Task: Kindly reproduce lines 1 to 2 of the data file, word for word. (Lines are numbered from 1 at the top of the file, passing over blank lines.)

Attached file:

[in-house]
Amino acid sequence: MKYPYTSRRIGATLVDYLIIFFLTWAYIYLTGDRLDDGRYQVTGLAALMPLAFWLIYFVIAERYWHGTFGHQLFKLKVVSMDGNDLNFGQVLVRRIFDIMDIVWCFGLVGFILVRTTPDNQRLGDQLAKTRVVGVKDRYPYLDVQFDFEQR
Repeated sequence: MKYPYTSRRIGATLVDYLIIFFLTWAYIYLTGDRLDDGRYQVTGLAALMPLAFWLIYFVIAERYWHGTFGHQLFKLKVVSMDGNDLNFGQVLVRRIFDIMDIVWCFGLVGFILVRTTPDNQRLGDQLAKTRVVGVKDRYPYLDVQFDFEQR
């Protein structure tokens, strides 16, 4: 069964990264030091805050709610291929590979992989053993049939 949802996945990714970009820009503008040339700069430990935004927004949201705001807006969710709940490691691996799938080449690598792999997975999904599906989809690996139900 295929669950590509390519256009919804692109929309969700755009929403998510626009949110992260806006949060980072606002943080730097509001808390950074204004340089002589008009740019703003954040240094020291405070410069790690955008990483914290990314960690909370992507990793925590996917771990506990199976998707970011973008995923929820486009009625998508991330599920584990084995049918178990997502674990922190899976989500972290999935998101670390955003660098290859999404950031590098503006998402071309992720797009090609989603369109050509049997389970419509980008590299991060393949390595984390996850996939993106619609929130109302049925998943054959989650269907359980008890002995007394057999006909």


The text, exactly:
[in-house]
Amino acid sequence: MKYPYTSRRIGATLVDYLIIFFLTWAYIYLTGDRLDDGRYQVTGLAALMPLAFWLIYFVIAERYWHGTFGHQLFKLKVVSMDGNDLNFGQVLVRRIFDIMDIVWCFGLVGFILVRTTPDNQRLGDQLAKTRVVGVKDRYPYLDVQFDFEQR